The Ethics of Multitasking
Posted on September 4, 2009
Stop the multitasking madness: Put down the iPod and your BlackBerry, and pay attention to the task at hand
By Bruce Weinstein, PhD
I’ll never forget how great I thought it was when I first discovered multitasking on my computer. Suddenly it was possible to switch between tasks seamlessly; with multiple windows, tabs, and programs open simultaneously. I could write articles, check e-mail, do research, and build spreadsheets—barely pausing between activities. I felt as if I were doing everything at once. It seems like ancient history now, but being able to move quickly and smoothly from one activity to another on a PC was nothing short of a revelation.
But then a funny thing happened: I noticed that the more things I could do with ease on my computer, the harder it was to focus on any one activity. My natural inclination to jump from one thing to another prematurely was now aided and abetted by technology—the very thing that was supposed to be helping me. Then, after the PDA and cell phone became a part of my daily life, I found myself, like millions of others, faced with even more interruptions, and it became increasingly difficult to concentrate. The technological advances that once seemed so liberating had become oppressive.
I came to realize that multitasking isn’t something to be proud of. In fact, it’s unethical, and good managers won’t do it themselves and will not require it of those they manage.
Here’s why multitasking is unethical.
When you multitask, you’re doing a lot of work, but you’re not doing most (or any) of it well. A new study published in the Proceedings of the National Academy of Sciences revealed that people who fired off e-mails while talking on the phone and watching YouTube videos did each activity less well than those who focused on one thing at a time. Psychiatrist Edward M. Hallowell, author of CrazyBusy: Overstretched, Overbooked, and About to Snap! (Ballantine, 2006), puts it this way: “Multitasking is shifting focus from one task to another in rapid succession. It gives the illusion that we’re simultaneously tasking, but we’re really not. It’s like playing tennis with three balls.”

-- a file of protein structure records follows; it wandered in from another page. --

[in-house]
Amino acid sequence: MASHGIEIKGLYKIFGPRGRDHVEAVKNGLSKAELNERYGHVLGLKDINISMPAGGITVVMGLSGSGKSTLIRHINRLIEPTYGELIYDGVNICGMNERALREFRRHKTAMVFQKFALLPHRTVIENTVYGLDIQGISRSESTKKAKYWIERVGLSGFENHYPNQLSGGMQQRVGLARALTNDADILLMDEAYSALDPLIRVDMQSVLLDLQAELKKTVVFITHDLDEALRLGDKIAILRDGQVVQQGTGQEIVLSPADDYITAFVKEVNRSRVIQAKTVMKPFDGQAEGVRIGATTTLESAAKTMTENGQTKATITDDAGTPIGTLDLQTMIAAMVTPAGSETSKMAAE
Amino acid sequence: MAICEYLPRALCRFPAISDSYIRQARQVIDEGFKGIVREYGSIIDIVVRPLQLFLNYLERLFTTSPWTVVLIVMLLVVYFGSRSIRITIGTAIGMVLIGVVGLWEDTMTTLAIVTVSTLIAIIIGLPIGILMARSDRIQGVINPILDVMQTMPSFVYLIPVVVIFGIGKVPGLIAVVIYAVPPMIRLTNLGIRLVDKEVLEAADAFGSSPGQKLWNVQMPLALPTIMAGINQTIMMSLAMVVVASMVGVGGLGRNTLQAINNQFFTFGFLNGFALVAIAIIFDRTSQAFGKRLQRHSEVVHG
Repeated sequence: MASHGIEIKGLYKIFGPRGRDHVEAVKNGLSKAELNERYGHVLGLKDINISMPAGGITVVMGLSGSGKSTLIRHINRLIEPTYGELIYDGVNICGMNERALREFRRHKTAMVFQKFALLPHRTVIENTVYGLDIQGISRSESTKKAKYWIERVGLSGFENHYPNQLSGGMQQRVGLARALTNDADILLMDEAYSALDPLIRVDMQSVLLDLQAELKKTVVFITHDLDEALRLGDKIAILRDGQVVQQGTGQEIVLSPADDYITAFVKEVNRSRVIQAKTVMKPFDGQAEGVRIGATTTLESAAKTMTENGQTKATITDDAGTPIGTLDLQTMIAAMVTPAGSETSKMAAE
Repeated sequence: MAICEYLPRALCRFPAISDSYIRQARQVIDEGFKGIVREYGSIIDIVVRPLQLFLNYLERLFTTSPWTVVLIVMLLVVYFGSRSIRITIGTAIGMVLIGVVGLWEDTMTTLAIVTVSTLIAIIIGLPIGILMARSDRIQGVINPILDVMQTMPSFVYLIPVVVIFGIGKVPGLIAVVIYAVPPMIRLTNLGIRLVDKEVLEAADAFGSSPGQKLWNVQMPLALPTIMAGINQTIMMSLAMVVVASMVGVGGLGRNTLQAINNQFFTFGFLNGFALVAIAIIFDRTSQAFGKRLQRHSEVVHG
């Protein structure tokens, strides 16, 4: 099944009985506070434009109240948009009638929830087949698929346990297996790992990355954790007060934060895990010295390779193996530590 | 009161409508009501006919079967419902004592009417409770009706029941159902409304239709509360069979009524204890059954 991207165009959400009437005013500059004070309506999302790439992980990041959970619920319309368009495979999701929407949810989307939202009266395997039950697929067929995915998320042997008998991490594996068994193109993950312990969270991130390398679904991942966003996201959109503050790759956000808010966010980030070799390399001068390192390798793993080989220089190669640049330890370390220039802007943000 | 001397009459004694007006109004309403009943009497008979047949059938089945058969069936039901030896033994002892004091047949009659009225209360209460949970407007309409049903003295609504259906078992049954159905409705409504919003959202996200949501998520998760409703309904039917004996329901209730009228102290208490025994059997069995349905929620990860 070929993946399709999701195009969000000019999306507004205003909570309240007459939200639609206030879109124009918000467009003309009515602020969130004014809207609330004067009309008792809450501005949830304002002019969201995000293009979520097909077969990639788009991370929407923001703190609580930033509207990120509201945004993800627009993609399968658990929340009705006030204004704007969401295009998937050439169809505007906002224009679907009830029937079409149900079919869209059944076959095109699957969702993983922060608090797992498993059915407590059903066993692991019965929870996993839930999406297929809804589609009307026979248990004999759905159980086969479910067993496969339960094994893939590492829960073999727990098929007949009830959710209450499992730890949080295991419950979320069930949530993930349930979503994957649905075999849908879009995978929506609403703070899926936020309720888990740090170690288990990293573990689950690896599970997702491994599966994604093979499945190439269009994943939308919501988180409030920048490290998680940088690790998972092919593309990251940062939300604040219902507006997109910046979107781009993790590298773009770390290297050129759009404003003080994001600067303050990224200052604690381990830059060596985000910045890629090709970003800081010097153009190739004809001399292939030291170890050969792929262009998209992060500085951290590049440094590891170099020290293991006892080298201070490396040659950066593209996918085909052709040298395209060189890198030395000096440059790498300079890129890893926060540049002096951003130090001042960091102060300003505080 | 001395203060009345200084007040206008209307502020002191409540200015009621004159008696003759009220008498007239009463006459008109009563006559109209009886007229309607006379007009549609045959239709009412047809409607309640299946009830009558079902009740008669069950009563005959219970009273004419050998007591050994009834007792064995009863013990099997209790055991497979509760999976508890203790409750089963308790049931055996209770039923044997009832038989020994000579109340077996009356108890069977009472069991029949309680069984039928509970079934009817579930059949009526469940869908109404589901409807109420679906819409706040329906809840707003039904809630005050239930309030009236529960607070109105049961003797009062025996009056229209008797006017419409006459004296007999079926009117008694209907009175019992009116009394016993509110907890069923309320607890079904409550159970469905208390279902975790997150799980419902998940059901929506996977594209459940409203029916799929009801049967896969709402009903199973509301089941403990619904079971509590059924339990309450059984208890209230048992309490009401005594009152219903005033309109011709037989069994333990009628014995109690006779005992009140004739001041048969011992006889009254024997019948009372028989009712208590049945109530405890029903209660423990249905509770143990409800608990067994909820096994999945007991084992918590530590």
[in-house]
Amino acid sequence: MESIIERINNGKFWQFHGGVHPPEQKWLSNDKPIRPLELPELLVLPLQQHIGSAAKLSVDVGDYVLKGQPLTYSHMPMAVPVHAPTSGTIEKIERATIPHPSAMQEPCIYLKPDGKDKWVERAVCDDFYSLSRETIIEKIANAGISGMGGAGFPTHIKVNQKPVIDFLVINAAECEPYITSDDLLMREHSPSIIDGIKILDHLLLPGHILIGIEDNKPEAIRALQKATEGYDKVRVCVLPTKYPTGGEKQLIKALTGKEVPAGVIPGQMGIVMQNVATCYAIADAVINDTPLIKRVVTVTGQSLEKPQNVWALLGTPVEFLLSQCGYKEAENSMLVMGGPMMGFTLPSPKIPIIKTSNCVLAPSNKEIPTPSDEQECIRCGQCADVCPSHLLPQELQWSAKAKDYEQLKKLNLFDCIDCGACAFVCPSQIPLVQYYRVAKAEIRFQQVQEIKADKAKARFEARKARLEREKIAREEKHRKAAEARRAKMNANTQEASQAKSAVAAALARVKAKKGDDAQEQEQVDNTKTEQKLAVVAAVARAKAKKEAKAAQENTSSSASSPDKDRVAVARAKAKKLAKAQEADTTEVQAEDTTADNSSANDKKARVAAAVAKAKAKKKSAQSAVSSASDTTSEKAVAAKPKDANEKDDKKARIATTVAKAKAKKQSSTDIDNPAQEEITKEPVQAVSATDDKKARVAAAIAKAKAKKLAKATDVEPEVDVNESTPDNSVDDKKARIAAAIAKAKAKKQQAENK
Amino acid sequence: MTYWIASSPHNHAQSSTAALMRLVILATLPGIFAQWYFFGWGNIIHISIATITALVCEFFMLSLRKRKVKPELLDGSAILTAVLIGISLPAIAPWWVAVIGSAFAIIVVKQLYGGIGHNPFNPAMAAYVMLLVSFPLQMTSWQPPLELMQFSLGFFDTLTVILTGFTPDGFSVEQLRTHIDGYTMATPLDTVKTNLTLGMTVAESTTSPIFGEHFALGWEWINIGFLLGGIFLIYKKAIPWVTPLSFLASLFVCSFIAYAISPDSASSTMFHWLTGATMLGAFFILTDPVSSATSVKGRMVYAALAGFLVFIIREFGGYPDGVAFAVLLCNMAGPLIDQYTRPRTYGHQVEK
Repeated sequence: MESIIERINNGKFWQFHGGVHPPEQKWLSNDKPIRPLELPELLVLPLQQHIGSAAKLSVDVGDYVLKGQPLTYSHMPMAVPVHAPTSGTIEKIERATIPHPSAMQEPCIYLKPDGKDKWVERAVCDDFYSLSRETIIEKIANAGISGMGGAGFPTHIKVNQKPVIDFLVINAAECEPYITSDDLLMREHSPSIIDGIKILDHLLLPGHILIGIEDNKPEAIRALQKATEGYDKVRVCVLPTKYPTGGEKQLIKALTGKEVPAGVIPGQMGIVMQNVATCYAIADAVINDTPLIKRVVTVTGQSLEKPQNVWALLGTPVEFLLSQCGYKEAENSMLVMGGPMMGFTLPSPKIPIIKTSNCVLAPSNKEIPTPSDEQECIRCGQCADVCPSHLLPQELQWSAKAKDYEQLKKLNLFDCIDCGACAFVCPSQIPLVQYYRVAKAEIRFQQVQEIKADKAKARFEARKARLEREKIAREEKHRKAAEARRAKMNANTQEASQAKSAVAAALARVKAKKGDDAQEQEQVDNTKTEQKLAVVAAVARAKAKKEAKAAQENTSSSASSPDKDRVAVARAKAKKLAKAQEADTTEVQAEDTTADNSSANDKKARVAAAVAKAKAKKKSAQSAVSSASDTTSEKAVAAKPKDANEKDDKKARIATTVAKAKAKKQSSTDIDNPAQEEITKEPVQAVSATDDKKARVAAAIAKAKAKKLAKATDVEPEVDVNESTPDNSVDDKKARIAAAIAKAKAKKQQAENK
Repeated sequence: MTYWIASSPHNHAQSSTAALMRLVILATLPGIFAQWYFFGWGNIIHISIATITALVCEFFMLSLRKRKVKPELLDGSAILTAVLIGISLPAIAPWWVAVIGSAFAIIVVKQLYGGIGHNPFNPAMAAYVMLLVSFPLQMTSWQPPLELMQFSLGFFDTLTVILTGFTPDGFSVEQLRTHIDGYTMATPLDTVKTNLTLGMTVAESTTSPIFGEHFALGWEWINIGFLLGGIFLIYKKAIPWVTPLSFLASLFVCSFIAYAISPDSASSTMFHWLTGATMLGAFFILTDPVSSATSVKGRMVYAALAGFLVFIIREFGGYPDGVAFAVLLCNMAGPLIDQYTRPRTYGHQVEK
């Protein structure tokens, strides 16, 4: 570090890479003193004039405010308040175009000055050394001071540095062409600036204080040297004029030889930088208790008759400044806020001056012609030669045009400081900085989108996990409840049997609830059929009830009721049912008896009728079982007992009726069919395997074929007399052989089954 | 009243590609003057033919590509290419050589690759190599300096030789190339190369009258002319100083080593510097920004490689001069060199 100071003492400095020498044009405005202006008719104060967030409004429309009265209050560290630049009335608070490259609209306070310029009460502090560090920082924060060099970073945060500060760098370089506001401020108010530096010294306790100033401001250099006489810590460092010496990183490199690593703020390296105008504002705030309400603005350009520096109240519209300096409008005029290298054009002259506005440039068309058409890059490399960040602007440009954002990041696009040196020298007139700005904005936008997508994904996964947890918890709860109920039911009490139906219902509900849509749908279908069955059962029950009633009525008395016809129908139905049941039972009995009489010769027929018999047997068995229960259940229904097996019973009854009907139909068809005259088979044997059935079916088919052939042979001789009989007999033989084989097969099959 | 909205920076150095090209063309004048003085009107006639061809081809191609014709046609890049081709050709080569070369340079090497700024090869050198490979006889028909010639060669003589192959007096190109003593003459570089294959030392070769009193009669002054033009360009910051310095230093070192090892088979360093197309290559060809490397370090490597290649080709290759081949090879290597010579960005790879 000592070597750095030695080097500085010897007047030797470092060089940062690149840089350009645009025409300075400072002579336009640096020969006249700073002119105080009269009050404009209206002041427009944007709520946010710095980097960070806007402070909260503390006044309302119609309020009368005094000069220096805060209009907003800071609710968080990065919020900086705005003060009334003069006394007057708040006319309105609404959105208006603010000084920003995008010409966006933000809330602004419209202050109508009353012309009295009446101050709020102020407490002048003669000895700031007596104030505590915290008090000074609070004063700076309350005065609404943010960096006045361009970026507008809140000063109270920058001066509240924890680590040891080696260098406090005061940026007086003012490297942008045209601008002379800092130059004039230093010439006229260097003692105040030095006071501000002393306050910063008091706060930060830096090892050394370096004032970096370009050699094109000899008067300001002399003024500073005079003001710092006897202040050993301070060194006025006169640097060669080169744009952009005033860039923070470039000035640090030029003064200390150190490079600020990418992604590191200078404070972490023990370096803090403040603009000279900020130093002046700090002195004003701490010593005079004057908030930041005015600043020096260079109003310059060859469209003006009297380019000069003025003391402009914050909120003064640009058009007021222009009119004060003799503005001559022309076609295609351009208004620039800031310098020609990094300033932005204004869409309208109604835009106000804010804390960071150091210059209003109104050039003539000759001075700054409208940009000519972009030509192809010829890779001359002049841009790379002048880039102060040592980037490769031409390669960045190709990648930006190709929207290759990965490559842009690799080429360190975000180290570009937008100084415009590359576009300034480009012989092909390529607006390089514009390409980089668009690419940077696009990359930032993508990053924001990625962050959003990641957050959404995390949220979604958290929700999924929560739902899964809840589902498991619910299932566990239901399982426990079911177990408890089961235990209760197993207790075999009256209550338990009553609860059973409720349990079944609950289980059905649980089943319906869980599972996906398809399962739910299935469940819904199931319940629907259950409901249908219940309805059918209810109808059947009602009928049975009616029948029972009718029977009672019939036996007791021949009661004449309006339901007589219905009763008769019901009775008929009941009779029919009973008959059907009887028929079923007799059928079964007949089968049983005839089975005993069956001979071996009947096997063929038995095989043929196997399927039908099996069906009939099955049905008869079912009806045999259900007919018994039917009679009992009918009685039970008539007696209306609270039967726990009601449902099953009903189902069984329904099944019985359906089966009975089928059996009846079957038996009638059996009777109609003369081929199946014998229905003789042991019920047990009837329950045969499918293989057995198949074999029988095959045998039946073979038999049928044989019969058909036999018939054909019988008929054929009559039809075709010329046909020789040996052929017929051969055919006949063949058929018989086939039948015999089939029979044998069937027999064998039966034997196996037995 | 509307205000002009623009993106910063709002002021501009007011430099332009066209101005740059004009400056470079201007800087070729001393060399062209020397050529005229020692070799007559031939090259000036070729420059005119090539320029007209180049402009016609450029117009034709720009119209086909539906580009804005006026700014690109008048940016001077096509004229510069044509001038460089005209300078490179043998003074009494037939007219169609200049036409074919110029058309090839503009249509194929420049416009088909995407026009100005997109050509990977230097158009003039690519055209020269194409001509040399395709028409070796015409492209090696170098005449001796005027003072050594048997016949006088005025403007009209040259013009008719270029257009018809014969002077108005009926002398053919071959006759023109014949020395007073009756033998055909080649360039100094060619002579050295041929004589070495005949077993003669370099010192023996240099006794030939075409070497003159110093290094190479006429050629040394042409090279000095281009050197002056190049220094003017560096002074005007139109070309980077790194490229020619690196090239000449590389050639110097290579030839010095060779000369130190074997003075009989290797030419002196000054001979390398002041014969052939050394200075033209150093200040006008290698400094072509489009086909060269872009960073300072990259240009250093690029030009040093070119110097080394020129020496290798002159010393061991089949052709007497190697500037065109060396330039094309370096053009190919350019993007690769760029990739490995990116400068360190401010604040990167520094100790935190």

We’re in the early phases of understanding fully what multitasking involves at the neurophysiological level, but the emerging research suggests that multitasking reduces rather than enhances the quality of our work—and our lives.
A multitasker behind a desk is unproductive. A multitasker behind the wheel of a car is a potential killer. A study from the Virginia Tech Transportation Institute found that when truck drivers texted, their collision risk was 23 times as great as when not texting, according to a report in The New York Times. The Times also reported that University of Utah researchers showed that talking on a cell phone while driving quadruples the rate of crashing, a statistic equal to what happens when people drive drunk.
These studies led the U.S. Senate to propose legislation last month that would prohibit texting or e-mailing while driving. (Texting behind the wheel is illegal in 14 states now.) The number of businesses and advocacy groups that endorse such a policy is growing rapidly; the Governors Highway Safety Assn. signed on this week.
A bank executive I know frequently complains about how distracted her boss is during staff meetings. The boss—I’ll call him Eric—reads and writes e-mail and makes calls while briefing the staff. “I’ll ask Eric a question about an assignment he’s given us,” my friend complains, “but he’s so immersed in what he’s doing that I have to repeat my question a couple of times. It ends up taking me three times as long to communicate with him.” Eric isn’t a bad person. But he’s not a good manager, either.